Is domestic violence awareness MONTH helping or hurting?
If you are reading this then you probably already know that October is Domestic Violence Awareness month. As such you probably also understand the significance of it. This month is designated to honor those who we have lost to senseless and unnecessary abuse while at the same time discussing the ugly truth about domestic, intimate partner, and relational violence and working to end the silence and the cycle. But is having a "designated" month stifling some important voices by making women feel they have to have permission to discuss their experiences?
The question is not about if the conversation has value or if it is necessary. Take one look at the raging increase in the statistics just in since the pandemic and you have your answer.
No, the questions surrounding the original question speaks to the bigger issue. Are we as a society doing what has always been done and putting a lid on it until October? Are we pretending like it isn't happening because if we acknowledge it then we may feel obligated to actually do something to stop it.
The work and the conversations surrounding domestic violence awareness, prevention, and recovery need to be discussed every single day of the year.
I often fear that we are relegating voices into an unintentional silence the other 11 months out of the year for fear of making people feel "comfortable". Well guess what, if you think that discussing the subject of domestic violence is uncomfortable, imagine for a second what someone living with it feels about having to remain quiet about it. It has almost gotten to the point where we say, it's acceptable to talk about domestic violence in October because everyone expects it at that time.
While I agree it is great that we shine a bright light on the need for action, and give survivors a chance to speak out about their experiences every October. I am equally thrilled that the subject is raised up, and pushed to the forefront of conversations, but I also know that abuse thrives in darkness and relies on silence.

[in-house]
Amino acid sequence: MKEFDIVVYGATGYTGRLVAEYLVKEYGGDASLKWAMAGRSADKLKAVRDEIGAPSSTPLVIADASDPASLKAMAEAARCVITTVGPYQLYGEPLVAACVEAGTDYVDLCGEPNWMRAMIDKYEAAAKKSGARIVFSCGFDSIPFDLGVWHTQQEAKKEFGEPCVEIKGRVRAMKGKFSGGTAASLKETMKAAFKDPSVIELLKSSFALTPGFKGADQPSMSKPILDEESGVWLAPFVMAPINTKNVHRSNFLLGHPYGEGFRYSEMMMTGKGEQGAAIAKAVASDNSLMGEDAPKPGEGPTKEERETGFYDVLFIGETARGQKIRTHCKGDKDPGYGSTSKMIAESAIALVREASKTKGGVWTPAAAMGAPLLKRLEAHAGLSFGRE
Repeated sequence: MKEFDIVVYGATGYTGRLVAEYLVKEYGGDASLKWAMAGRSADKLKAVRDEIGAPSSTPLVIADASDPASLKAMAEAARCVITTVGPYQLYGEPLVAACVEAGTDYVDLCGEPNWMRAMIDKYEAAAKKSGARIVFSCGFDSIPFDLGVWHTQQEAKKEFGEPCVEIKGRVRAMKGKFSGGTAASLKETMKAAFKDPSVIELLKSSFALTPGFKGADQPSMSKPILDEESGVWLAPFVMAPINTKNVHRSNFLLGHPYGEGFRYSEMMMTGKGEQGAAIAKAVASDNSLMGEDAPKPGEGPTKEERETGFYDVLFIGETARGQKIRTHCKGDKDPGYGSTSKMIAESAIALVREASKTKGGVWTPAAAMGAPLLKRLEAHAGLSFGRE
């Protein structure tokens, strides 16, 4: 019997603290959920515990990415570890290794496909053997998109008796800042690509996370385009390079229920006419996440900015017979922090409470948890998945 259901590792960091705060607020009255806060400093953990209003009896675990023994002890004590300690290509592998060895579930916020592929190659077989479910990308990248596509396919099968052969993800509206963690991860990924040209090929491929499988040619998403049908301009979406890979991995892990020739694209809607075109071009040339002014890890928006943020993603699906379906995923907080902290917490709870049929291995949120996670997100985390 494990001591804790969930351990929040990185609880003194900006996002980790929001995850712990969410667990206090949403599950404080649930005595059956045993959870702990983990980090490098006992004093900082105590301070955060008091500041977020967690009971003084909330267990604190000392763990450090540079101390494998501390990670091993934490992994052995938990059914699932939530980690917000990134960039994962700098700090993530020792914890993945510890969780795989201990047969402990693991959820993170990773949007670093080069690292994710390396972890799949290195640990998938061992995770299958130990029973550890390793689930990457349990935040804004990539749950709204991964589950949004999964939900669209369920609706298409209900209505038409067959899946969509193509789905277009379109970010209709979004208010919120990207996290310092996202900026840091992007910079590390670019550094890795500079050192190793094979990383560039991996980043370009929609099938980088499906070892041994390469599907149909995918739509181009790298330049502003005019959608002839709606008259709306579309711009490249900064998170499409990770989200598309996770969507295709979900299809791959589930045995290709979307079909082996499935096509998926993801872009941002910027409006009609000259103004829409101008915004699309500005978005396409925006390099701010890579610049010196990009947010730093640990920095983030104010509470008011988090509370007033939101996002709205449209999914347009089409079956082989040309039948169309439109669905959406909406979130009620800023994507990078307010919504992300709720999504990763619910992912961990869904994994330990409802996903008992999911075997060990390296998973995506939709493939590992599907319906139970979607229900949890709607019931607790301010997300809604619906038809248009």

This should be the norm not the exception. If we ever expect as a society to shift the atmosphere on abuse, we must start by removing the masks and make room for the truth, in all its ugliness.
It is imperative that we extend the conversations and continue sounding the alarm all year long. Open, authentic conversations must be had in living rooms, boardrooms, classrooms, bedrooms, and yes I dare I say, the church. Because both abusers and survivors sit in every one of those rooms.
As a survivor, do not let anyone silence your voice. When you are ready to speak your truth and tell your story, DO IT! Do it when the mood strikes you, even if your voice shakes. Do it for you! Do it for every woman, child, and man who has had their voice silenced by domestic homicide. DO IT, even if it is not October.
It is our job as advocates, allies, survivors, and champions to make sure there is a space in the room and a seat at the table to continue the conversations every single day, not just on designated days. STAND UP, SPEAK UP, AND NEVER GIVE UP!